We considered the diagnosis of EBV-positive mucocutaneous ulcer (a more indolent entity); however, the lack of history of an ulcer/ulceration and the presence of a mass-lesion (with additional adenopathy) does not support this diagnosis.
The findings are most consistent with EBV-positive DLBCL, NOS (WHO 2017), previously known as EBV positive DLBCL of the elderly (WHO 2008).
Epstein Barr Virus, a member of the Herpesviridae family is mostly known for causing Infectious Mononucleosis. However, the ubiquitous virus which is present in about 90% of adults but often asymptomatic1, has a predilection for epithelial cells including B-cells.2 Incorporation of the viral genome and viral takeover of the cells proliferative machinery underlies the pathogenesis of any EBV-related disease/malignancy. It has been associated with a gastric carcinoma, fulminant hepatitis, undifferentiated nasopharyngeal carcinoma, and B cell, T cell and NK cell lymphomas3, including EBV+ diffuse large B-cell lymphoma, not otherwise specified (DLBCL-NOS).
EBV-positive diffuse large B-cell lymphoma, not otherwise specified (EBV+ DLBCL-NOS) was formerly known as EBV-positive diffuse large B-cell lymphoma (DLBCL) of the elderly. The WHO classification substituted “not otherwise specified” in place of “for the elderly” to reflect two things: 1) EBV is associated with other specific neoplastic Large B-Cell diseases such as lymphomatoid granulomatosis, and 2) EBV+DLBCL can affect younger individuals as well as the elderly. 2
EBV+DLBCL-NOS patients may occur in nodal or extranodal sites, with up to 40% presenting with extranodal sites at least in the early stages. Patients may be asymptomatic with or without B symptoms but usually, patients present with rapidly enlarging tumors at single or multinodal sites, as well as at extranodal sites. 4
The patient’s presentation with sore throat and the finding of neck mass with EBV-positive large B-cells associated with ulcer-like necrosis raises a differential diagnosis that ranges from reactive to malignant. Table 1 shows a comparison between three differential diagnoses: EBV+DLBCL-NOS; EBV-positive mucocutaneous ulcer; and infectious mononucleosis.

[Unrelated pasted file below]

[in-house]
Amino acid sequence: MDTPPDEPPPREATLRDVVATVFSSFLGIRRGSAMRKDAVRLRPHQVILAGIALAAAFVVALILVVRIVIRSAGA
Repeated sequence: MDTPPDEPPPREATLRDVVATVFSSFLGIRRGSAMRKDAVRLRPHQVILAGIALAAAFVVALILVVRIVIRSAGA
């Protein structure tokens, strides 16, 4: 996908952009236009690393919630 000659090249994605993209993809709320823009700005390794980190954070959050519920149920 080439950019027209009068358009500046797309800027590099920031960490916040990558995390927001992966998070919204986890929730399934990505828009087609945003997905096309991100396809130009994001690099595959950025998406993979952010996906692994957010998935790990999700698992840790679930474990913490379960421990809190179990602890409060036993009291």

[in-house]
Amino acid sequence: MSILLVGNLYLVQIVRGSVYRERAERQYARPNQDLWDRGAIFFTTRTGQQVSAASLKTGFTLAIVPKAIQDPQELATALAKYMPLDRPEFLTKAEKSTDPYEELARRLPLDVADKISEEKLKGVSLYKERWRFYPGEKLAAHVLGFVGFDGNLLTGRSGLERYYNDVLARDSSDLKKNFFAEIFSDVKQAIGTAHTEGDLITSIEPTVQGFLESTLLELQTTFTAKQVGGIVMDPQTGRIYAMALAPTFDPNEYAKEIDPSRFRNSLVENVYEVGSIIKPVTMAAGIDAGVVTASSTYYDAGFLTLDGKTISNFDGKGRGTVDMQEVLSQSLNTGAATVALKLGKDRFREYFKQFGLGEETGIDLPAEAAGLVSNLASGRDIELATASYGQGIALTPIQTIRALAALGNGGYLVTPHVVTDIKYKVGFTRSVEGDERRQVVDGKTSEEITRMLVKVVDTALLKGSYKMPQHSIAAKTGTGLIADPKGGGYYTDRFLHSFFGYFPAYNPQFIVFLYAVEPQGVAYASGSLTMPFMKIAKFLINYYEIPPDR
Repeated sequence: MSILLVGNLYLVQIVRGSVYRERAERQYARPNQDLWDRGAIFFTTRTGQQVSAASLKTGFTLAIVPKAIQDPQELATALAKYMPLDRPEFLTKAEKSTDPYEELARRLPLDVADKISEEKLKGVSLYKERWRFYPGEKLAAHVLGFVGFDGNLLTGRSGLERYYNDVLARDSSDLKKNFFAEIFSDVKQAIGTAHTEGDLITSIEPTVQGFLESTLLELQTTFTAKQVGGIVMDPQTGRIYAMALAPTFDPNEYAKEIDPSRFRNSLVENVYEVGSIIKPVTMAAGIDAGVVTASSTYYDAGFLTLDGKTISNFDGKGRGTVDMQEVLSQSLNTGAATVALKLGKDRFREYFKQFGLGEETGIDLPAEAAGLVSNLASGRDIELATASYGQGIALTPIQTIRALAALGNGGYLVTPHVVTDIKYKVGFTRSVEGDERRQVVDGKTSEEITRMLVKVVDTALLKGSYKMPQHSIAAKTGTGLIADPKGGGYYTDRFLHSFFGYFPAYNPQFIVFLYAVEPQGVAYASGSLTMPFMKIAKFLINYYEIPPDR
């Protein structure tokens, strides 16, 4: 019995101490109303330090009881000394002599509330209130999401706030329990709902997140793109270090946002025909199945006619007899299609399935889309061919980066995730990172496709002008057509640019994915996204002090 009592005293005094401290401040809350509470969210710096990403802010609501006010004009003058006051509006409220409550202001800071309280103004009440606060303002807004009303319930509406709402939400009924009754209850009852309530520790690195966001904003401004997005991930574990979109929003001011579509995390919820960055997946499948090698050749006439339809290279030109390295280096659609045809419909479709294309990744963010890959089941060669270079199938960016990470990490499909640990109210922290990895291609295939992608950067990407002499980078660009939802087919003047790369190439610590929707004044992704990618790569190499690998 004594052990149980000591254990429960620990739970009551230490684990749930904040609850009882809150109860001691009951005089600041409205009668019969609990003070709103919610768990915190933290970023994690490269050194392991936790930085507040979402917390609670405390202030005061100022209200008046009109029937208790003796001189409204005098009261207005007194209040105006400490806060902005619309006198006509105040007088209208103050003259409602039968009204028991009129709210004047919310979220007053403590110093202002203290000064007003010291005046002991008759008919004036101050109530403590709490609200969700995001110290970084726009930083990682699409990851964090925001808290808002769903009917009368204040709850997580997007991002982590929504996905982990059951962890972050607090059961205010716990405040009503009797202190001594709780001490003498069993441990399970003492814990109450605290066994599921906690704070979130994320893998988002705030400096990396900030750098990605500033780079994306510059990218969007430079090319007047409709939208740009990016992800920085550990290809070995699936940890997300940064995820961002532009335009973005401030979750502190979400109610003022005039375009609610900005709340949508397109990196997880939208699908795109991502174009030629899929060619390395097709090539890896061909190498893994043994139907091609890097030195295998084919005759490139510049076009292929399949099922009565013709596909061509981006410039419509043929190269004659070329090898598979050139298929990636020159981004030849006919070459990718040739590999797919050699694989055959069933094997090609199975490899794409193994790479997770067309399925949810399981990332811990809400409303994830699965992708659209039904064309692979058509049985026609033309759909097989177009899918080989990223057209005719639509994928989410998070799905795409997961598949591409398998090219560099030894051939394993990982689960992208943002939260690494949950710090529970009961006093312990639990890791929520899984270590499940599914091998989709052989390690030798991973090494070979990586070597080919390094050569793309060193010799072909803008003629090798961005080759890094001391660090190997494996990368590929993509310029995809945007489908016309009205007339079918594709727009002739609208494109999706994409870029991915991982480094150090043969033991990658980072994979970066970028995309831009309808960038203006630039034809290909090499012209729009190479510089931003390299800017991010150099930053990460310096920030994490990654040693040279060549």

Unfortunately, there is currently no uniformly agreed standard of treatment for EBV+DLBCL which has a worse prognosis than EBV negative DLBCL.2 The standard treatment for DLBCL (rituximab, cyclophosphamide, doxorubicin, vincristine, and prednisone- R-CHOP) is used but it responds poorly to treatment, with a median survival of 2 years.
Therefore, early detection by clinical suspicion and testing all DLBCL patients for EBV is very important.2
Swerdlow S, Campo E, Harris NL, Jaffe ES, Pileri SA, Stein H, Thiele J, Arber D, Hasserjian R, Le Beau M. WHO classification of tumours of haematopoietic and lymphoid tissues. 2017.
Dunmire SK, Hogquist KA, Balfour HH. Infectious Mononucleosis. Current topics in microbiology and immunology. 2015;390:211-240. doi:10.1007/978-3-319-22822-8_9.
-Adesola Akinyemi, M.D., MPH, recently earned his MPH-Health Policy and Management from New York Medical College. He plans on pursuing residency training in pathology. His interests include cytopathology, neuropathology, and health outcomes improvement through systems thinking and design.
-Kamran M. Mirza, MD PhD is an Assistant Professor of Pathology and Medical Director of Molecular Pathology at Loyola University Medical Center. He was a top 5 honoree in ASCP’s Forty Under 40 2017. Follow Dr. Mirza on twitter @kmirza.
Hello everyone! Back again with another post about that interesting space between my experiences working in laboratory medicine as an MLS and my current path through medical school toward a career in pathology. Last month, I discussed how the new 5th generation cardiac enzyme assays are evolving and reaffirming the relationships between lab data and clinical decision making. This month, as I adjust to a very different circadian rhythm, I’d like to talk about some topics in my surgery rotation as they relate to surgical pathology and the lab.